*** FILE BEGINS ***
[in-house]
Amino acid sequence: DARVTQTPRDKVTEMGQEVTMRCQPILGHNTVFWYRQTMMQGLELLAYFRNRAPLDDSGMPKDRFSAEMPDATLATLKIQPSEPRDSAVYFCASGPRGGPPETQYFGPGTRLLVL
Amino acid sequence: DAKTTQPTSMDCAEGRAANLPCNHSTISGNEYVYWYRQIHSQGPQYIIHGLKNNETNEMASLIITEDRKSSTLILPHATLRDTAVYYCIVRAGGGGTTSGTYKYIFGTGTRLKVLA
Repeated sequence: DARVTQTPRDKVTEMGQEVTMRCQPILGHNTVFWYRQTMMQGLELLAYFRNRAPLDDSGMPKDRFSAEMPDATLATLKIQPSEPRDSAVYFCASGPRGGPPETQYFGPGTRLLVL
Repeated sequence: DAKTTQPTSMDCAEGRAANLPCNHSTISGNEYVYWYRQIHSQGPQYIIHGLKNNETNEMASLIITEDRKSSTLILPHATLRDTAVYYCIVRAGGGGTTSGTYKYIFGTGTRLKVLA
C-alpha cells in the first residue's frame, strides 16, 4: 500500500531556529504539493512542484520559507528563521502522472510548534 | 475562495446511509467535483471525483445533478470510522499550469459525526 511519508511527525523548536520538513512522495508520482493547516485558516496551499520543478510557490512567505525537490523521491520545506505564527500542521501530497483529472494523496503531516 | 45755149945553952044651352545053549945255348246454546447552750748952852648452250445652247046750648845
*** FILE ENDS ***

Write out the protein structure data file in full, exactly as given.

[in-house]
Amino acid sequence: DARVTQTPRDKVTEMGQEVTMRCQPILGHNTVFWYRQTMMQGLELLAYFRNRAPLDDSGMPKDRFSAEMPDATLATLKIQPSEPRDSAVYFCASGPRGGPPETQYFGPGTRLLVL
Amino acid sequence: DAKTTQPTSMDCAEGRAANLPCNHSTISGNEYVYWYRQIHSQGPQYIIHGLKNNETNEMASLIITEDRKSSTLILPHATLRDTAVYYCIVRAGGGGTTSGTYKYIFGTGTRLKVLA
Repeated sequence: DARVTQTPRDKVTEMGQEVTMRCQPILGHNTVFWYRQTMMQGLELLAYFRNRAPLDDSGMPKDRFSAEMPDATLATLKIQPSEPRDSAVYFCASGPRGGPPETQYFGPGTRLLVL
Repeated sequence: DAKTTQPTSMDCAEGRAANLPCNHSTISGNEYVYWYRQIHSQGPQYIIHGLKNNETNEMASLIITEDRKSSTLILPHATLRDTAVYYCIVRAGGGGTTSGTYKYIFGTGTRLKVLA
C-alpha cells in the first residue's frame, strides 16, 4: 500500500531556529504539493512542484520559507528563521502522472510548534 | 475562495446511509467535483471525483445533478470510522499550469459525526 511519508511527525523548536520538513512522495508520482493547516485558516496551499520543478510557490512567505525537490523521491520545506505564527500542521501530497483529472494523496503531516 | 45755149945553952044651352545053549945255348246454546447552750748952852648452250445652247046750648845